Life can take us in unexpected directions. Some of these phenomena
can be caused by our past history or even past lives if you believe
that sort of thing.
The death of Robin Williams this week
was a sorrowful reminder
of the fact that even though we may love someone and care
about them a great deal,and let them know often, we still do
not know the inner turmoil that may be happening in someone’s soul.
During my lifetime I’ve taken notice of how many famous and
successful people take their own lives because their inner
world was full of pain in direct contrast to their public image.
And, even if the public image showed a glimpse of their pain,
the fact of being in the public eye precludes many times
the ability to reach out and admit that you are in a very bad way.
Robin’s death naturally brought up the memory of my own
husband, who took his own life at the age of 45. I’ve studied
the causes and effects of depression and the downward
spiral that can take place if the opportunity presents itself
and the despair is deep enough.
What I’ve realized is this.
The change that has to take place for someone experiencing
mental pain is a change on the inside. Although external
activities such as getting psychological help, exercise,
or speaking to a loved one may break the grip of pain,
one must still process it and let it go, which takes a lot
of effort and determination. It’s not easy. But again, the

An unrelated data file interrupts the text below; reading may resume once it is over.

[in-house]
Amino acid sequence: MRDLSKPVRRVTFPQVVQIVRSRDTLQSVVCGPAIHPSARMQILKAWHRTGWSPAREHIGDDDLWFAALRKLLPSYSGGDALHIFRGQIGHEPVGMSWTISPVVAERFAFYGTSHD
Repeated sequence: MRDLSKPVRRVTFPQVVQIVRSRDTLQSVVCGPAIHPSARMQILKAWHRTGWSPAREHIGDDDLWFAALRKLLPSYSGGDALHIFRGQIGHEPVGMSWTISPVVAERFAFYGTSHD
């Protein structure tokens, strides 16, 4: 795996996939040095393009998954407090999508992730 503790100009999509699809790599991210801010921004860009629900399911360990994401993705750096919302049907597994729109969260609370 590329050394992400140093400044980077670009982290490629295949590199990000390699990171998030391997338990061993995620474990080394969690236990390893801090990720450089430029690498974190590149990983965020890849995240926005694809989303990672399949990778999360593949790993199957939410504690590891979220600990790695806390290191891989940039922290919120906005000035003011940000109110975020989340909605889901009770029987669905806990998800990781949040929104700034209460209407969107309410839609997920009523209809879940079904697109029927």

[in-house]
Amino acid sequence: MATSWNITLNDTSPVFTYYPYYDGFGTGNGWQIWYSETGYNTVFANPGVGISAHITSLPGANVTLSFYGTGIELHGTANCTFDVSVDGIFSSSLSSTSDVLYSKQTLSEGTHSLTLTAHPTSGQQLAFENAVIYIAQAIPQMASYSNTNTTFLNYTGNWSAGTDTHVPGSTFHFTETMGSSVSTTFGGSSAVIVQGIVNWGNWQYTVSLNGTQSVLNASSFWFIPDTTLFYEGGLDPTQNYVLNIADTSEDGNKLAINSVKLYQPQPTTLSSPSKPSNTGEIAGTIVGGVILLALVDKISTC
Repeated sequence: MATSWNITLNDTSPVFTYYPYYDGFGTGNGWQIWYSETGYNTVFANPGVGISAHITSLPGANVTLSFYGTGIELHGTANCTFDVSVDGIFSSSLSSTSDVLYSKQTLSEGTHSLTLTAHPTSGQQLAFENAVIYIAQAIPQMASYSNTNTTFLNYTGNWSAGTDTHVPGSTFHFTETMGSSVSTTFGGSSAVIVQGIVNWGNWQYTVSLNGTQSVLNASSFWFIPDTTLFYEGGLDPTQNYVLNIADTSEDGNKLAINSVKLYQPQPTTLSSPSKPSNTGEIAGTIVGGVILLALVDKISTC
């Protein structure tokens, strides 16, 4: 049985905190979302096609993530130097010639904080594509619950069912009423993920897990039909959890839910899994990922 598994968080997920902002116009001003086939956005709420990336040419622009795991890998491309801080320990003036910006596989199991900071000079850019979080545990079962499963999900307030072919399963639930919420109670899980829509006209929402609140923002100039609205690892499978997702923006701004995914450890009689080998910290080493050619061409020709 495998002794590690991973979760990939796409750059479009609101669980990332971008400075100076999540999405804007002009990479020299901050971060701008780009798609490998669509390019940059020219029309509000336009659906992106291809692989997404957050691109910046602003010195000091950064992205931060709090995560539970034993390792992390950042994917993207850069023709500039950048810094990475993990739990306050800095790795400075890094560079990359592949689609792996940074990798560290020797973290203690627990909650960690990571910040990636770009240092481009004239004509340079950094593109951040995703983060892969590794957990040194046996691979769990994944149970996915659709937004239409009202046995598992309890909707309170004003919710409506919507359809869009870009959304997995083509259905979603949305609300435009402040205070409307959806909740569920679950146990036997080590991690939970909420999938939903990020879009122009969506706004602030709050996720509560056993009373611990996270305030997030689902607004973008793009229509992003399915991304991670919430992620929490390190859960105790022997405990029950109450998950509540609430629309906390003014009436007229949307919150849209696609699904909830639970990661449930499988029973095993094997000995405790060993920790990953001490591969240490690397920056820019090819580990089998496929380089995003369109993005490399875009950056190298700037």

decision to do that comes from inside.
Whatever is causing the inner turmoil is very hard to identify sometimes, even by the one experiencing it. I certainly had only a small picture of my husband’s past and the things that he shared certainly didn’t seem as traumatic
to me as they did to him. But that’s the power of the mind
and its ability to form a defense against further perceived
harm. I learned later that some of the events that occurred
during his childhood, although not intentionally harmful,
damaged the self-esteem of a very, very young boy.
Sometimes the memory of the actual experience is blocked
but the feelings it created can live on and continue to fester
until we process them and let them go. There’s also the
frustration that one cannot change the past, or perhaps get
an explanation or apology from someone who inflicted the
However, what can change is how we view the past event.
We can reframe it in different ways: by seeing a benefit or
strength gained from the experience; realizing that you survived
it; acknowledging that you no longer have to go back and
relive it – you’re allowed to move on; you are not to blame
for the past; and you’re not to blame for the feelings that
you have now, only in how you deal with them; and, most
important, you’re not responsible for the actions or feelings
of other people, only yourself.
If I hadn’t learned all of that before and after my husband ended
his life, my life would have become a living hell, full of guilt,
anger, depression (yes, I suffer from it too) and goodness
knows what else. Now, while I was in the midst of it, I
was scared, devastated, set adrift, angry and sometimes
desperate. The pain for myself and my children was mind-
blowing. I had a support system; I leaned on it as much
as I could, and I was able to raise my two young daughters
by myself in a loving household and handle life one day at
And though I was grieving, I realized I was never alone.
The tragic event became part of the fabric of our lives, shared
and borne by those we loved. It wasn’t always fun, and
it wasn’t always happy-go-lucky. And, by the way, although
I have dealt with it, the grief never really goes away, it
comes back with each news report of a suicide.
But then I reflect on how we became pretty strong women – the three of us.
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